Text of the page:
Aims: The goals of the study were to evaluate participant engagement and effects of an Internet-based, self-directed program for depressive symptoms. We compared outcomes of adults with multiple sclerosis (MS) with those of adults with other chronic diseases. Methods: This was a secondary analysis of a randomized controlled pilot study. Data were explored for differences between people diagnosed with MS and those with other chronic disease diagnoses. Data were obtained from 47 participants who participated in the original parent study (11 had MS). Participants with at least a moderate preexisting depressive symptom burden on the Patient Health Questionnaire (PHQ) were randomly divided into either a control group or the 8-week “Think Clearly About Depression” online depression self-management program. Study tools were administered at baseline, week 4, and week 8 to evaluate whether the online program improved depressive symptom self-management. Analysis examined differences between participants with and without an MS diagnosis in the treatment and control groups. Results: Average baseline depressive symptom burdens were severe for those with MS and those without MS as measured by the PHQ. Number needed to treat analysis indicated that 1 in every 2 treatment group participants with MS found clinically significant reductions in depressive symptoms by week 8. All participants with MS completed all online program modules. When compared with those with other chronic diseases, participants with MS showed a trend toward greater improvements in the PHQ and health distress scores in addition to self-efficacy in exercising regularly, social/recreational activities, and controlling/managing depression at the end of 8 weeks. Conclusions: An online depressive symptom self-management program is acceptable to people with MS and may be helpful to address undertreated depressive symptoms. The number of participants limits available statistics and ability to generalize results.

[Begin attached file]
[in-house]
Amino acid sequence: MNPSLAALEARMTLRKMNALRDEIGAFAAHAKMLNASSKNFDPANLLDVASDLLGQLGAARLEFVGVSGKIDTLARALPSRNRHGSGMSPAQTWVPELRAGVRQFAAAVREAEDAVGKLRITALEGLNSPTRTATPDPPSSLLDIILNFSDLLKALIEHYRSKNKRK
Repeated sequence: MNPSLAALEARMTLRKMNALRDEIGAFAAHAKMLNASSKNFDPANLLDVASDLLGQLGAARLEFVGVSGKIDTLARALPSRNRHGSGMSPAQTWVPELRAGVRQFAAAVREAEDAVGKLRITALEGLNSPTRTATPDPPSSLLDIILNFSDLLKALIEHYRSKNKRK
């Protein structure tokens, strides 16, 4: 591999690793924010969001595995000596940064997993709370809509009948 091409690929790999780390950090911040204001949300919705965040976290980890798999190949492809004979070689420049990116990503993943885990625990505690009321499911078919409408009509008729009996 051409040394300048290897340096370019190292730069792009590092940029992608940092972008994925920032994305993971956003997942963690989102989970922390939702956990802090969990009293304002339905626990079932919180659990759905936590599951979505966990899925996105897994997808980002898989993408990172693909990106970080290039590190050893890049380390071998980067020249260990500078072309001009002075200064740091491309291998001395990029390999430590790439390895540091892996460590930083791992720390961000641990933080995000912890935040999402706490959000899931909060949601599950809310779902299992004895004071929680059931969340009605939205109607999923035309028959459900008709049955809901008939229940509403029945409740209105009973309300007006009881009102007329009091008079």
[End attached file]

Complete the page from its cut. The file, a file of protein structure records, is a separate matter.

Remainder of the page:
Questions or comments about this article may be directed to Kiira Tietjen, DNP APRN PMHNP-BC MSCN, at firstname.lastname@example.org. She is a Psychiatric Nurse Practitioner, Rockwood Clinic, Spokane, WA.
Marian Wilson, PhD MPH RN-BC, is Assistant Professor, College of Nursing, Washington State University, Spokane, WA.
Solmaz Amiri, DDes, is Research Associate, College of Nursing, Washington State University, Spokane, WA.
Jeremy Dietz, BA, is Research Assistant, College of Nursing, Washington State University, Spokane, WA.
Dr Tietjen served as a nurse consultant for Sanofi-Genzyme in March 2016. None of the other authors have conflicts of interest to disclose. Dr Wilson has received funding from the Inland Northwest Community Foundation. None of the other authors have funding to disclose.
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